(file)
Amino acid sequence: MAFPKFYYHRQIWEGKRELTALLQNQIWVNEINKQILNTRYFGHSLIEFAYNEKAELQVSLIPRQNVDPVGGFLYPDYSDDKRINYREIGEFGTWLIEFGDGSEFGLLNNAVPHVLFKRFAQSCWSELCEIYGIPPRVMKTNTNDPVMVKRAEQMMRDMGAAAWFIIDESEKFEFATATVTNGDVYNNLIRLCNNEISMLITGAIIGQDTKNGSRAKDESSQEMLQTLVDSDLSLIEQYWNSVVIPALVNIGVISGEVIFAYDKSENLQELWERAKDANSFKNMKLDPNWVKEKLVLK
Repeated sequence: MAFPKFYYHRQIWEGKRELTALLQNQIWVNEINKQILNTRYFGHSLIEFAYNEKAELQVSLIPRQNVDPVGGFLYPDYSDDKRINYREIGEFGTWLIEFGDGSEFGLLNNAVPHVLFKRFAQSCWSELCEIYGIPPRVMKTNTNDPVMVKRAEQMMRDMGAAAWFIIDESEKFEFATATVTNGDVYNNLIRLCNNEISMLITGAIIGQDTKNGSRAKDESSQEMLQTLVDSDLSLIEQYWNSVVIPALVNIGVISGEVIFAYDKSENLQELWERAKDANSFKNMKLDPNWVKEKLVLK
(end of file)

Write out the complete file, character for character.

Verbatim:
Amino acid sequence: MAFPKFYYHRQIWEGKRELTALLQNQIWVNEINKQILNTRYFGHSLIEFAYNEKAELQVSLIPRQNVDPVGGFLYPDYSDDKRINYREIGEFGTWLIEFGDGSEFGLLNNAVPHVLFKRFAQSCWSELCEIYGIPPRVMKTNTNDPVMVKRAEQMMRDMGAAAWFIIDESEKFEFATATVTNGDVYNNLIRLCNNEISMLITGAIIGQDTKNGSRAKDESSQEMLQTLVDSDLSLIEQYWNSVVIPALVNIGVISGEVIFAYDKSENLQELWERAKDANSFKNMKLDPNWVKEKLVLK
Repeated sequence: MAFPKFYYHRQIWEGKRELTALLQNQIWVNEINKQILNTRYFGHSLIEFAYNEKAELQVSLIPRQNVDPVGGFLYPDYSDDKRINYREIGEFGTWLIEFGDGSEFGLLNNAVPHVLFKRFAQSCWSELCEIYGIPPRVMKTNTNDPVMVKRAEQMMRDMGAAAWFIIDESEKFEFATATVTNGDVYNNLIRLCNNEISMLITGAIIGQDTKNGSRAKDESSQEMLQTLVDSDLSLIEQYWNSVVIPALVNIGVISGEVIFAYDKSENLQELWERAKDANSFKNMKLDPNWVKEKLVLK